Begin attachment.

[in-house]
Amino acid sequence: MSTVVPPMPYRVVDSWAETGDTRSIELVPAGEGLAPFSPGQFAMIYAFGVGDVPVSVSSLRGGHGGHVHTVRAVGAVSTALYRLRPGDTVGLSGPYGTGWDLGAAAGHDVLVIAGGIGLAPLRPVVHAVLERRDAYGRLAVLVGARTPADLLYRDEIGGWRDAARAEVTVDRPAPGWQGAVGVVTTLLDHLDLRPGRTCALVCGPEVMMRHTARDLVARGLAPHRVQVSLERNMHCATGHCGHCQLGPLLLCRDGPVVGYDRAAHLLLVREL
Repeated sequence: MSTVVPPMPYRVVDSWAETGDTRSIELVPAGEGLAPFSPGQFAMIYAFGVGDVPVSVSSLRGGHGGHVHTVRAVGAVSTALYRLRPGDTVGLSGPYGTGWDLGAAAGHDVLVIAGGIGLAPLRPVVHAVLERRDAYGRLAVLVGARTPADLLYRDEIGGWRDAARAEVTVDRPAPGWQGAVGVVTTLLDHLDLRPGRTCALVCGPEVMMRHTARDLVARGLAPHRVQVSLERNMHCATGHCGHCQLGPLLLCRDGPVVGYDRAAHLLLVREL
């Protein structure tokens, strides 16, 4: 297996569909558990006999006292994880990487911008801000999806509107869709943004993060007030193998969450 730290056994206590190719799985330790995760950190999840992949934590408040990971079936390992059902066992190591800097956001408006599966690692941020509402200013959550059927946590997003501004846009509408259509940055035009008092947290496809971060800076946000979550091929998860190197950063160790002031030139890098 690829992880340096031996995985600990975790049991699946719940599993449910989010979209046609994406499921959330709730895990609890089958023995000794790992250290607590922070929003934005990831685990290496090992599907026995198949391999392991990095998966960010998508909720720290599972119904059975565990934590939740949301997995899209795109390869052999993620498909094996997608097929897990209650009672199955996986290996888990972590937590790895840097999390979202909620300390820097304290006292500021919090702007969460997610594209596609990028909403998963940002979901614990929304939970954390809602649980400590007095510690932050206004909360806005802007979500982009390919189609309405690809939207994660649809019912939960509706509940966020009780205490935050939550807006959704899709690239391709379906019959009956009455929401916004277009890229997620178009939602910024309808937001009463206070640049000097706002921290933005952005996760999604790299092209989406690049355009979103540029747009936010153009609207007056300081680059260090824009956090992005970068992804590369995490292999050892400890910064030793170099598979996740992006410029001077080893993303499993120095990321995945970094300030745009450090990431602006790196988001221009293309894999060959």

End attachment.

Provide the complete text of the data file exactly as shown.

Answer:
[in-house]
Amino acid sequence: MSTVVPPMPYRVVDSWAETGDTRSIELVPAGEGLAPFSPGQFAMIYAFGVGDVPVSVSSLRGGHGGHVHTVRAVGAVSTALYRLRPGDTVGLSGPYGTGWDLGAAAGHDVLVIAGGIGLAPLRPVVHAVLERRDAYGRLAVLVGARTPADLLYRDEIGGWRDAARAEVTVDRPAPGWQGAVGVVTTLLDHLDLRPGRTCALVCGPEVMMRHTARDLVARGLAPHRVQVSLERNMHCATGHCGHCQLGPLLLCRDGPVVGYDRAAHLLLVREL
Repeated sequence: MSTVVPPMPYRVVDSWAETGDTRSIELVPAGEGLAPFSPGQFAMIYAFGVGDVPVSVSSLRGGHGGHVHTVRAVGAVSTALYRLRPGDTVGLSGPYGTGWDLGAAAGHDVLVIAGGIGLAPLRPVVHAVLERRDAYGRLAVLVGARTPADLLYRDEIGGWRDAARAEVTVDRPAPGWQGAVGVVTTLLDHLDLRPGRTCALVCGPEVMMRHTARDLVARGLAPHRVQVSLERNMHCATGHCGHCQLGPLLLCRDGPVVGYDRAAHLLLVREL
């Protein structure tokens, strides 16, 4: 297996569909558990006999006292994880990487911008801000999806509107869709943004993060007030193998969450 730290056994206590190719799985330790995760950190999840992949934590408040990971079936390992059902066992190591800097956001408006599966690692941020509402200013959550059927946590997003501004846009509408259509940055035009008092947290496809971060800076946000979550091929998860190197950063160790002031030139890098 690829992880340096031996995985600990975790049991699946719940599993449910989010979209046609994406499921959330709730895990609890089958023995000794790992250290607590922070929003934005990831685990290496090992599907026995198949391999392991990095998966960010998508909720720290599972119904059975565990934590939740949301997995899209795109390869052999993620498909094996997608097929897990209650009672199955996986290996888990972590937590790895840097999390979202909620300390820097304290006292500021919090702007969460997610594209596609990028909403998963940002979901614990929304939970954390809602649980400590007095510690932050206004909360806005802007979500982009390919189609309405690809939207994660649809019912939960509706509940966020009780205490935050939550807006959704899709690239391709379906019959009956009455929401916004277009890229997620178009939602910024309808937001009463206070640049000097706002921290933005952005996760999604790299092209989406690049355009979103540029747009936010153009609207007056300081680059260090824009956090992005970068992804590369995490292999050892400890910064030793170099598979996740992006410029001077080893993303499993120095990321995945970094300030745009450090990431602006790196988001221009293309894999060959």